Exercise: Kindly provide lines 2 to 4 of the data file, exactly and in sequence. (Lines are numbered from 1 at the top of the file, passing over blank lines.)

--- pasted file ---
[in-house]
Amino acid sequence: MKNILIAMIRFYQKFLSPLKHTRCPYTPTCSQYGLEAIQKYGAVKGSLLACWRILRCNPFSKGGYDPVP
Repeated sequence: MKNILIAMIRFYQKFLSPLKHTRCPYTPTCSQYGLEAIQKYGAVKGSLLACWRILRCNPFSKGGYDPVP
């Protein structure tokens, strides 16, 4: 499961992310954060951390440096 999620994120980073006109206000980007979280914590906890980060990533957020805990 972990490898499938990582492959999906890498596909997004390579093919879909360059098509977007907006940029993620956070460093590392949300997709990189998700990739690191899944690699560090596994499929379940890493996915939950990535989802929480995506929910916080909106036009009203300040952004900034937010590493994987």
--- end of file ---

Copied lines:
Amino acid sequence: MKNILIAMIRFYQKFLSPLKHTRCPYTPTCSQYGLEAIQKYGAVKGSLLACWRILRCNPFSKGGYDPVP
Repeated sequence: MKNILIAMIRFYQKFLSPLKHTRCPYTPTCSQYGLEAIQKYGAVKGSLLACWRILRCNPFSKGGYDPVP
């Protein structure tokens, strides 16, 4: 499961992310954060951390440096 999620994120980073006109206000980007979280914590906890980060990533957020805990 972990490898499938990582492959999906890498596909997004390579093919879909360059098509977007907006940029993620956070460093590392949300997709990189998700990739690191899944690699560090596994499929379940890493996915939950990535989802929480995506929910916080909106036009009203300040952004900034937010590493994987």